Waiting is a window opening on many landscapes. For some, waiting means the cessation of all activity when energy is gone and exhaustion is all that the heart can manage. It is the long, slow panting of the spirit.
For some, waiting is a time of intense preparation for the next leg of the journey. Here, at last, comes a moment when forces can be realigned and a new attack upon an old problem set in order. Or it may be a time (for) reassessment of all plans and of checking past failures against present insight.
Waiting may be the long moment ahead when the landscape stretches far in many directions and the chance to select one's way among many choices cannot be denied.
For some, waiting is a sense of disaster of the soul. It is what Frances Thompson suggests in the line, "Naked I wait Thy love's uplifted stroke." The last hiding place has been abandoned because even the idea of escape is without meaning. Here is no fear, no panic, only the sheer excruciation of utter disaster. It is a kind of emotional blackout in the final moment before the crash. It is the passage through the zone of treacherous quiet.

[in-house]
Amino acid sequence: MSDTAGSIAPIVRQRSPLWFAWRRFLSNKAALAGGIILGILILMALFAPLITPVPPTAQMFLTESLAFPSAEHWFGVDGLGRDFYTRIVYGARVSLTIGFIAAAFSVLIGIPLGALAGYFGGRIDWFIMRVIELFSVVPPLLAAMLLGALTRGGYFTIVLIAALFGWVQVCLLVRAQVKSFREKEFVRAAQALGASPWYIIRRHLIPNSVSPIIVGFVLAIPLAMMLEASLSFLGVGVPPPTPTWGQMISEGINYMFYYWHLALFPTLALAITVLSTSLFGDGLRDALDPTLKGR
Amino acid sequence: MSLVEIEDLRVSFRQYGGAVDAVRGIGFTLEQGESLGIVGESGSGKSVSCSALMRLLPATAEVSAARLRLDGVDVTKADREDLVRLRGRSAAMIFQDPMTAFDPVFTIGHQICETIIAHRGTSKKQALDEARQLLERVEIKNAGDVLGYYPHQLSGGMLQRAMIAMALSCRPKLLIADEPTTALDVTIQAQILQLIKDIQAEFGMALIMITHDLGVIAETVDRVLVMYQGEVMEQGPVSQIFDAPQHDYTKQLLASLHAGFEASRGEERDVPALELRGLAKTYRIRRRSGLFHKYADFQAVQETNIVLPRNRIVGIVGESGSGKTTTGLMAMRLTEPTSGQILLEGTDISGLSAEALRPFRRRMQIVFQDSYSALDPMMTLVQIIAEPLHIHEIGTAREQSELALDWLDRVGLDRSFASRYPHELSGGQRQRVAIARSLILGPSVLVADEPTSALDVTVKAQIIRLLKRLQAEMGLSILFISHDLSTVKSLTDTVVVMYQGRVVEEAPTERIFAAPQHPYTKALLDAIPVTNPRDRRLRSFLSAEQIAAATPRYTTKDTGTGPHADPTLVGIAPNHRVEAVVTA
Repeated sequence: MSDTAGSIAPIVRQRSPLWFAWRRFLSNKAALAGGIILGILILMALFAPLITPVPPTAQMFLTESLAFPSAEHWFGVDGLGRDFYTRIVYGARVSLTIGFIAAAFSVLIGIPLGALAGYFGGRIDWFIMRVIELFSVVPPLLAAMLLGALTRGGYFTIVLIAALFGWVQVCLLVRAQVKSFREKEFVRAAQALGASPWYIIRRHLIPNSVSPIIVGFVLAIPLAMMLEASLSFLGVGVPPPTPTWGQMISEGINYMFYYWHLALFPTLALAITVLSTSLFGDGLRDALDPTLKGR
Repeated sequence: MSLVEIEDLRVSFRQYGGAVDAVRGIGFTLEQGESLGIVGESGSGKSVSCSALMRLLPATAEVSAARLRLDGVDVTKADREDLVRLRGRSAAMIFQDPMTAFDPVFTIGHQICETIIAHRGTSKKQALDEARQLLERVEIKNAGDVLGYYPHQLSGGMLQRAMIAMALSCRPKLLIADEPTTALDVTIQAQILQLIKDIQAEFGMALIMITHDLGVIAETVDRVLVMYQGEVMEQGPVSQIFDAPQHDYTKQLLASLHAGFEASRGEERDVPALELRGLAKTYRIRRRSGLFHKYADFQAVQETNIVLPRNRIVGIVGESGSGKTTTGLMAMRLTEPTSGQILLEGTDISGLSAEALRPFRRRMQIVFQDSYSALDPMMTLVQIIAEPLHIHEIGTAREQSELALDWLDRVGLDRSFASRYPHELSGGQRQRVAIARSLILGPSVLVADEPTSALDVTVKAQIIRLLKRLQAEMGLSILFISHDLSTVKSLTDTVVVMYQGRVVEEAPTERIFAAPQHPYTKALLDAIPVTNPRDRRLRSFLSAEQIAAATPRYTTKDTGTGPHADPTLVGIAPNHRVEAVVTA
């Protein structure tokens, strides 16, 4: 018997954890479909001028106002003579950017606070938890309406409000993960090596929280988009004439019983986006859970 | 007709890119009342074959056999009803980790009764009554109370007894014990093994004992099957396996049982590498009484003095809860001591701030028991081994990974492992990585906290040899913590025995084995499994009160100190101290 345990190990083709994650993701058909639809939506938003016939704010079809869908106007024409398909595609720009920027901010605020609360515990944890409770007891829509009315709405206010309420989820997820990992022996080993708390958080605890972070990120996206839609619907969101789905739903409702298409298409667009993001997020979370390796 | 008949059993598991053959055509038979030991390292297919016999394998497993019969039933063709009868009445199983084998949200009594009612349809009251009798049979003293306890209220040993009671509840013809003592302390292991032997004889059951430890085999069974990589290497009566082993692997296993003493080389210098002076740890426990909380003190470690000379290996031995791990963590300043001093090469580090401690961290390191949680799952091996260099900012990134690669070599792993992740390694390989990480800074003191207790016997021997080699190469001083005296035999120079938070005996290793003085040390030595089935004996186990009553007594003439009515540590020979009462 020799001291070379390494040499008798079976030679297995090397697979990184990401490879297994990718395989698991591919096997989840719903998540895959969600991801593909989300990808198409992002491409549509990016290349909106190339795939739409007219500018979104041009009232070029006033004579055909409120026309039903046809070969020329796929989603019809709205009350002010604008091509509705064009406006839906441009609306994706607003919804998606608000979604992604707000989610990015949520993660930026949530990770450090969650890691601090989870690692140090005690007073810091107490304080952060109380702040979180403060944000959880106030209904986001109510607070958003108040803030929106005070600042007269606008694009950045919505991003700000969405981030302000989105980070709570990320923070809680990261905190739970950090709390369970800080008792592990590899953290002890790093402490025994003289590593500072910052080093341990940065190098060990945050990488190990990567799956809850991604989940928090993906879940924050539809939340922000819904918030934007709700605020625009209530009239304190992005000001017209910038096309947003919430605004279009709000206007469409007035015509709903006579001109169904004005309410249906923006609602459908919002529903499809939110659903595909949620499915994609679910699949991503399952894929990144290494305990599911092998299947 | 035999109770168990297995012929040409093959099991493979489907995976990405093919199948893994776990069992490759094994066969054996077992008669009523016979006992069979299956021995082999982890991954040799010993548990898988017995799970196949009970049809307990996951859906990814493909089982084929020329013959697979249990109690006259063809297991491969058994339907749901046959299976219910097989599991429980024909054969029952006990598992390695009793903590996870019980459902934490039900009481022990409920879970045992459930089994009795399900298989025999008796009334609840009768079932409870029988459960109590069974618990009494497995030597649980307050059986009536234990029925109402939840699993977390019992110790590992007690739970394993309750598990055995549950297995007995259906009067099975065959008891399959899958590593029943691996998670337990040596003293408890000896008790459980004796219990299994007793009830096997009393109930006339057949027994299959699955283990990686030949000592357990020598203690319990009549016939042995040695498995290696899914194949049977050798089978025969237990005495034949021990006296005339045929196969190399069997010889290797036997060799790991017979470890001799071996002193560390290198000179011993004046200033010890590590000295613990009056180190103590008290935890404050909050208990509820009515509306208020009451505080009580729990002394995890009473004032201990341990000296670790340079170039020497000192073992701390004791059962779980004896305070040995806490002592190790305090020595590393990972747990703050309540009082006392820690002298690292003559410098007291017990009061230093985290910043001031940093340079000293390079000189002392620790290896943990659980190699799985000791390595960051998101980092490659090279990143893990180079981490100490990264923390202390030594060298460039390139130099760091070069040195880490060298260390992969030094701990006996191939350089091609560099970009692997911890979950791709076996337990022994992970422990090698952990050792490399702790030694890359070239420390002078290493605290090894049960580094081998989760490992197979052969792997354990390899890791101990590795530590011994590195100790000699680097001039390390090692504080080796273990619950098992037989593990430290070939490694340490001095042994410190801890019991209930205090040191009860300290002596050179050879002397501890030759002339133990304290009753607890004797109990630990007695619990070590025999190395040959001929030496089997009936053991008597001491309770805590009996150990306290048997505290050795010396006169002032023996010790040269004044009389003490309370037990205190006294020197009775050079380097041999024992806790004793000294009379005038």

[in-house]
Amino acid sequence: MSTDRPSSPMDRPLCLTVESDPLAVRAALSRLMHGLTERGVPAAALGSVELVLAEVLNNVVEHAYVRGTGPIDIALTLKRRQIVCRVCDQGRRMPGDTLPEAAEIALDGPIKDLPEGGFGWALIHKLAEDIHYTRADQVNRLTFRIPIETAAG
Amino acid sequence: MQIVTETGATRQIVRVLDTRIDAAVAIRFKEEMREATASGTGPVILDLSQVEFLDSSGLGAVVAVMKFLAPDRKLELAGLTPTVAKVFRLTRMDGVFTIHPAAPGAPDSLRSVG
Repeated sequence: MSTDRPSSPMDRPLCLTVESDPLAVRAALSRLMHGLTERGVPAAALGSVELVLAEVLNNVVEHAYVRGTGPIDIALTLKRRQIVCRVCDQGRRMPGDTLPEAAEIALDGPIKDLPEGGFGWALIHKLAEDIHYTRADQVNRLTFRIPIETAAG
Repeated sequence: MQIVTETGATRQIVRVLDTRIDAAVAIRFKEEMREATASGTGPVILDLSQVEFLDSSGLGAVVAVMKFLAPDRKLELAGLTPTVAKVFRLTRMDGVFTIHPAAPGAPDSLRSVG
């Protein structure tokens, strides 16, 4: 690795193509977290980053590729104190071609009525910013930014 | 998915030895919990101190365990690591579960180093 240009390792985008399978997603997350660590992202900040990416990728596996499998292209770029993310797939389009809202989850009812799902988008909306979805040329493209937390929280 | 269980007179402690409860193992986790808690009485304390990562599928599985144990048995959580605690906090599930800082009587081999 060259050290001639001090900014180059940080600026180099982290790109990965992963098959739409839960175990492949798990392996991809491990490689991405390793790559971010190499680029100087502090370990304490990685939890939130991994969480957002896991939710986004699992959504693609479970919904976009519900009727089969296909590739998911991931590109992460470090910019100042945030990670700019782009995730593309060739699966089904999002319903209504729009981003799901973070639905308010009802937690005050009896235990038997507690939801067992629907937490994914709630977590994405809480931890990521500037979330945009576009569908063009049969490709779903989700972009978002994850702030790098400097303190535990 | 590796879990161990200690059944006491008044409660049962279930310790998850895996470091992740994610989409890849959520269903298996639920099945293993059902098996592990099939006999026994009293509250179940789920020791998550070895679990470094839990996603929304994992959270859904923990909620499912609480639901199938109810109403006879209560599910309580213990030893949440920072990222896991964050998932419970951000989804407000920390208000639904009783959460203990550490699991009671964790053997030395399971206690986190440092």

For many, waiting is something more than all of this. It is the experience of recovering balance when catapulted from one's place. It is the quiet forming of a pattern of recollection in which there is called into focus the fragmentary values from many encounters of many kinds in a lifetime of living. It is to watch a gathering darkness until all light is swallowed up completely without the power to interfere or bring a halt. Then in that darkness, to continue one's journey with one's footsteps guided by the illumination of remembered radiance. This is to know courage of a peculiar kind, the courage to demand the light to continue to be light even in the surrounding darkness. To walk in the light while darkness invades, envelopes, and surrounds. This is to wait on the Lord. This is to know the renewal of strength. This is to walk and faint not.
Whither shall I go from Thy Spirit? Whither shall I flee from Thy presence? If I ascend to heaven, Thou art there. If I make my bed in hell, behold, Thou art there....If I say, "Surely, the darkness shall cover me," even the night shall be light about me. The darkness and the light are both alike to thee. (Psalm 139, KJV).